Annual productivity growth in Japan has already been roughly below 1% for a long time. According to OECD calculations, for Japan to achieve an annual GDP growth rate of 2%, an annual productivity growth rate of 3.3% would be required.OECD (2015) OECD Economic Surveys, JAPAN. April 2015. In Finland, the average annual change in productivity has been slightly negative since 2008, and growth prospects are poor. Long-term growth estimates foresee Finland’s annual pace of increase in productivity remaining at approximately 1 percentage point, despite the fact that productivity within different sectors is assumed to improve at its average historical pace.For more detail on long-term calculations, see Mäki-Fränti, Petri (2015) Rakenteellisen tekijät hidastavat pitkän aikavälin kasvua (‘Structural factors hinder long-term growth’). Kansantaloudellinen aikakauskirja 3/2013 (The Finnish Economic Journal 3/2015). The slow progress reflects the fact that, as the population ages, the production structure is focused more on service sectors, in which productivity is typically lower than average. Accordingly, at the level of the economy as a whole, the growth contribution from productivity improvement threatens to remain weaker than previously seen.
Non-financial corporations post financial surpluses in Japan and Finland
The performance of the different sectors of the economy shows that the financial balance of Finnish households and non-financial corporations has largely followed the same trend as in Japan. Attention is focused particularly on the evolution of corporate balance sheets. Finnish non-financial corporations have been in surplus since the mid-1990s (Chart 3). Investment activity has been muted in the recession years. Japanese non-financial corporations have also shown financial surpluses, as domestic investment has been on a downward trend.
An indication of strong corporate balance sheets is that cash holdings alone have exceeded the amount of interest-bearing debt in nearly half of Japanese non-financial corporations.Shirakawa, Masaaki (2013) Toward strengthening the competitiveness and growth potential of Japan’s economy. Speech 28 February 2013. In Finland, growth in corporate debt has been slow, but the debt relative to the level of output has risen. Admittedly, corporate financial surpluses have risen on a global scale, for example in the United States. But this has not happened in Sweden. Nonetheless, corporate financial surpluses in Japan, and similarly in Finland, clearly exceed, for example, the average level of EU countries.
Compared with Finland, population ageing, which began earlier in Japan, and households’ more modest social benefits have served to lower Japanese households’ savings ratio, i.e. savings relative to disposable income. The country’s savings ratio has dropped from a good 10% at the beginning of the 1990s to the same level as in Finland, i.e. about 1–2% (Chart 4). This pattern is thus different from that in the United States, where post-crisis household savings have returned to broadly their former levels. By contrast, Sweden has witnessed an increase in household saving during the recession years.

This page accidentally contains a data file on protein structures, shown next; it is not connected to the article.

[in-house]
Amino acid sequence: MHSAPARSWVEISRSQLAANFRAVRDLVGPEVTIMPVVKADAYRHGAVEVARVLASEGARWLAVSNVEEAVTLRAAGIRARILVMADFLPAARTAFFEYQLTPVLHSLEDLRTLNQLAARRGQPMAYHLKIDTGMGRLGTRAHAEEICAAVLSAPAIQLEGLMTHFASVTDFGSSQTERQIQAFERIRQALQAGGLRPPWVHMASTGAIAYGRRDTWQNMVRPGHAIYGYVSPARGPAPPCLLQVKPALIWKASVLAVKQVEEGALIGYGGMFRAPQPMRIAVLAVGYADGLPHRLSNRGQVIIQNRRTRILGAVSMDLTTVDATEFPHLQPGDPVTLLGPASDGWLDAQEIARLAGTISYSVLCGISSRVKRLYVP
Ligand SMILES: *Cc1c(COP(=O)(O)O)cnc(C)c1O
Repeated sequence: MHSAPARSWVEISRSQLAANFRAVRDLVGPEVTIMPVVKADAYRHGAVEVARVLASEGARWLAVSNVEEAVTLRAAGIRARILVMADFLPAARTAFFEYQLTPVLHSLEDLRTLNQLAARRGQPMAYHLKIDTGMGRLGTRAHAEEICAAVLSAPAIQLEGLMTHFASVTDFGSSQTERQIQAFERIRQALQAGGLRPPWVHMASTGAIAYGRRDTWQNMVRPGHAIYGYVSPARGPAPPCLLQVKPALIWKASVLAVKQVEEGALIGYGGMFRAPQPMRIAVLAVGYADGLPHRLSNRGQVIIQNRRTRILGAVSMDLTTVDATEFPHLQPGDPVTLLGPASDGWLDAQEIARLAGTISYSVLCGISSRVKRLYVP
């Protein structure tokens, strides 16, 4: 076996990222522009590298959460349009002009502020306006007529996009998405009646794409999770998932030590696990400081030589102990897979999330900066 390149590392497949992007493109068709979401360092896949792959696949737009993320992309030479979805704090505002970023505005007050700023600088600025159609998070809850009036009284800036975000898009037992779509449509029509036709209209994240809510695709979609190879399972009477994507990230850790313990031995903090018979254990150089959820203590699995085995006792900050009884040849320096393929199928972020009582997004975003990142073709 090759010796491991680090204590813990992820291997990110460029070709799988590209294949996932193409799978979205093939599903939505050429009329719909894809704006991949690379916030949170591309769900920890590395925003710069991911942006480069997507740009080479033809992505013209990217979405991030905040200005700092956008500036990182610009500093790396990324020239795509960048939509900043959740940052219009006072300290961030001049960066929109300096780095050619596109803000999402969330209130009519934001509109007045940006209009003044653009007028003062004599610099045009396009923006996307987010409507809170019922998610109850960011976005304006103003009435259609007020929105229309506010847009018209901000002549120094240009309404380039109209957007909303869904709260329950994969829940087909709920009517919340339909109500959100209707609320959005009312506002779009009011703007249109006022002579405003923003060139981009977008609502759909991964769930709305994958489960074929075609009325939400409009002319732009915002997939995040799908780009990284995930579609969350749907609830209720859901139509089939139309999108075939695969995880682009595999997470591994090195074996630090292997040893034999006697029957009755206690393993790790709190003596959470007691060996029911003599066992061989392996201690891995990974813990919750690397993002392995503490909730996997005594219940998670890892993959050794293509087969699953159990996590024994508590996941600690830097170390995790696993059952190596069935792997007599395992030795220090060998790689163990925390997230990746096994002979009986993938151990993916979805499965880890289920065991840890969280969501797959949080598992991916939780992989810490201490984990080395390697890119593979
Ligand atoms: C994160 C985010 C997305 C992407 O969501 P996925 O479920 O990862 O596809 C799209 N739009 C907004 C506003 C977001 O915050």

With low residential investment, there have been sizeable household financial surpluses in Japan despite the low savings ratio. Finnish households have mainly been in deficit. The private sector’s robust financial surplus in Japan has compensated for the deepening general government deficit, and the current account surplus has also been strong (Chart 5). In Finland, the corporate financial surplus, in particular, has slowed the economy’s debt accumulation, and the current account has not posted any substantial deficit.
Sizeable fiscal sustainability problems
Problems stemming from population ageing are most strongly focused on the financial position of the general government sector. Certainly, there are major differences in the provision of public services and the scale of social benefits between Finland and Japan. For example, it is well-known that the defined benefit-based pension regime in Japan is, on average, less generous than the corresponding system in Finland.See e.g. memorandum of the Finnish Centre for Pensions (2012): the Japanese pension system. As the level of personal liability regarding long-term care services is also lower in Finland than in Japan, the effects of ageing on public expenditure are in relative terms smaller in Japan than in Finland. Even so, the increase in ageing-related expenditure has also been rapid in Japan.See e.g. OECD (2015) OECD Economic Surveys, JAPAN. April 2015.
Japan’s general government primary balance has been continuously negative since the end of the 1990s. Weak economic growth and the simultaneous expansionary stance of fiscal policy have led to the imbalance of the economy amid diminishing tax revenues and strong increases in public expenditure. The situation in Finland was distinctly more favourable until the recession (Chart 6). Since 2009, the general government primary balance has been negative in both countries. From the viewpoint of general government debt dynamics, the situation is weak in these two countries, as the deficit is mainly structural. According to the IMF, Japan’s structural primary balance in the next few years will show a shortfall of 3 percentage points. The corresponding estimate for Finland is in the region of –1%.